Roxbury budget lowered to 0% tax hike
By Pauline Liu
Roxbury residents who attended the public hearing to override the state’s two percent property tax cap last Thursday were in for a pleasant surprise.
Newly re-elected Town Supervisor Tom Hynes told the audience of about 30 people, that there was no longer a need to seek an override. He explained that with much hard work, the budget had been recently whittled down, to that there will be a zero-percent tax levy increase.
Still, some property owners showed up at town hall determined to give Roxbury officials a piece of their minds. Several residents called on town leaders to be fiscally conservative, including one furious woman, who was identified as Rosina Montana. “How could you raise taxes when people can barely afford to live?” she asked. When she was told there would be no override, she continued to scold the town board members. “Next year, you might stuff it down our throats,” she added.
Town Clerk Diane Pickett, who won re-election unopposed, explained that the town was recently able to save about $12,000 by making minor changes to the town’s health insurance policy with Blue Cross Blue Shield Excellus. While the costs have been reduced by about 15 percent, Pickett said there will be no loss in benefits. The town was also able to save money by deciding not to purchase a new large truck, sander and plow for the highway department at a cost of about $233,000.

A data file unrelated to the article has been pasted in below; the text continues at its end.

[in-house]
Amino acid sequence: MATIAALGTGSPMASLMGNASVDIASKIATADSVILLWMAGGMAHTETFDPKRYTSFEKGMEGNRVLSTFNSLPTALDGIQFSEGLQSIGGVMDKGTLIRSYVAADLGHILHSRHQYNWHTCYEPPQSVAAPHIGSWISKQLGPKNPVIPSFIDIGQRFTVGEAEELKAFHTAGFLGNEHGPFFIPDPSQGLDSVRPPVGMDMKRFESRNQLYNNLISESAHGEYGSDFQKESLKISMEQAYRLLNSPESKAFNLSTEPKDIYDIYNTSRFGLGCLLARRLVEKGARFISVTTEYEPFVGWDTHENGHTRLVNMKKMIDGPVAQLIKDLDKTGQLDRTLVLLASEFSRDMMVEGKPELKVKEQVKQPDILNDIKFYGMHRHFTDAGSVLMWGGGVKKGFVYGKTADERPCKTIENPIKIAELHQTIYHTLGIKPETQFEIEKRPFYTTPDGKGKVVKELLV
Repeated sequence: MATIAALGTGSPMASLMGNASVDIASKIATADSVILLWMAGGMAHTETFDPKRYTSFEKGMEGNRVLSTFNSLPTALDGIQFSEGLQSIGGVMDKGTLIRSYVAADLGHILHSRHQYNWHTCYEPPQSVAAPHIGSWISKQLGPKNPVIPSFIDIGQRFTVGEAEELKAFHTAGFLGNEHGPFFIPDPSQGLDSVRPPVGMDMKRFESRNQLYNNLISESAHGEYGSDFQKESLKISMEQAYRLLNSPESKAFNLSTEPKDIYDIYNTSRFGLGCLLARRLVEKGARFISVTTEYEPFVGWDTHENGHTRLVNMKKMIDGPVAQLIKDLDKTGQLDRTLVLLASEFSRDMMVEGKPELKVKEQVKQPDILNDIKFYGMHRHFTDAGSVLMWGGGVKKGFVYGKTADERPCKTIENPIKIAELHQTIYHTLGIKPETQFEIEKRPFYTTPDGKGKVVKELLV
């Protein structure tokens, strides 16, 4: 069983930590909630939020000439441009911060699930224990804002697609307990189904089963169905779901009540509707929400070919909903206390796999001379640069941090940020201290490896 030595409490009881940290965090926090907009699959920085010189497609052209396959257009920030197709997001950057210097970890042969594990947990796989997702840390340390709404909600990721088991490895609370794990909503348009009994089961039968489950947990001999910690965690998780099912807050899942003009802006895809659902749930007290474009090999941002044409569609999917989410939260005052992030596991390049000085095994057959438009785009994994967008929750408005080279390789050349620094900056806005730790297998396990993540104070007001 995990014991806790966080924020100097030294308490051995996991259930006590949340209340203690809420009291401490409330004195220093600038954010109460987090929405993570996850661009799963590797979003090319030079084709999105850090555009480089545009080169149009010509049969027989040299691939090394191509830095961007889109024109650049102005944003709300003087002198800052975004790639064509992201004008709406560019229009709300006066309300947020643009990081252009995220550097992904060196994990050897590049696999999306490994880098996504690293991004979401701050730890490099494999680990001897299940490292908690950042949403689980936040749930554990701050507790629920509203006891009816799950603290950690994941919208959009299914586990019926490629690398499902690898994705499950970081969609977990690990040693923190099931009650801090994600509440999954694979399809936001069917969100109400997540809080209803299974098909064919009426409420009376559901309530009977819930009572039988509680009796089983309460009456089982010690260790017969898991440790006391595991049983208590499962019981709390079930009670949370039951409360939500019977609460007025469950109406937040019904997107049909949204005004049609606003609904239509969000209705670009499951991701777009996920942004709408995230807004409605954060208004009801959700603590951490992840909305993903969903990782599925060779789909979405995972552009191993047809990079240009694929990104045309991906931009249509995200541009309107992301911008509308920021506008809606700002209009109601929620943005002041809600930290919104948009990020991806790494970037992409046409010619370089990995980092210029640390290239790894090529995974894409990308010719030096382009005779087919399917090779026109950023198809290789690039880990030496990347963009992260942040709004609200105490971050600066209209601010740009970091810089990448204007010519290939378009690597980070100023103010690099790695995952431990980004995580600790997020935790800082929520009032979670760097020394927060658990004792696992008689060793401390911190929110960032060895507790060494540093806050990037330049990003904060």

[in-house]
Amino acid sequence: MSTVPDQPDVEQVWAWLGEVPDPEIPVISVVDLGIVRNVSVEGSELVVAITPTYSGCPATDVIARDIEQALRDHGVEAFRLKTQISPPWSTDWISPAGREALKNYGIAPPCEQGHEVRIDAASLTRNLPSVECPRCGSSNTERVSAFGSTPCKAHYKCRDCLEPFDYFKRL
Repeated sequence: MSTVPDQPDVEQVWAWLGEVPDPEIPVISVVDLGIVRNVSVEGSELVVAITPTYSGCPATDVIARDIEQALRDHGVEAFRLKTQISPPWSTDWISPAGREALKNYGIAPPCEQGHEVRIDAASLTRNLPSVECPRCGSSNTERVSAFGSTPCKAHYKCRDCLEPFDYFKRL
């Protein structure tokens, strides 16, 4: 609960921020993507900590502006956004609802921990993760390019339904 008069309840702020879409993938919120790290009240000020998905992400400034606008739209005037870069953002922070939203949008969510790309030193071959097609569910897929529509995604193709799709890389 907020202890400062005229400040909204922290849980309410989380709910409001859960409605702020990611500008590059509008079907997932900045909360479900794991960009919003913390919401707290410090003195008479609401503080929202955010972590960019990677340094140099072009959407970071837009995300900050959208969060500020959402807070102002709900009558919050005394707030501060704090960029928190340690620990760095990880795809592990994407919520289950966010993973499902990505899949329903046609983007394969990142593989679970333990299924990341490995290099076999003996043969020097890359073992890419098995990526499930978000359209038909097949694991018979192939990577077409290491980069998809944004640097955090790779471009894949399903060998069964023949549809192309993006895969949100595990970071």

Instead, the town board agreed to use the $75,000 from highway department’s reserve fund to pay for a new smaller truck.
Pickett explained that minus exclusions, such as the sewer use fees and the fire district, the total levy for 2012 is $2,555,249, which is $105,000 lower than last year. With the general fund reduced, town officials say there will be no need to raise taxes.
In the town meeting that followed, there was a discussion about property revaluation. “We haven’t had a reval in 38 years!” said Roxbury Republican Committee Chairman Ed Dalski.
Town officials agree it’s been over 30 years since the last reassessment and they explained that they are looking into a revaluation of the town’s parcels. With Town Assessor Kim Cammer leaving at the end of the year, Supervisor Hynes said that the town may be hiring someone to do the revaluation “in-house,” which would save the town money.
Town Attorney Kevin Young agreed. “This person has done revals,” he said. “With him doing it and getting a few part-time people, it can be done in-house. We’re still trying to hire an assessor.”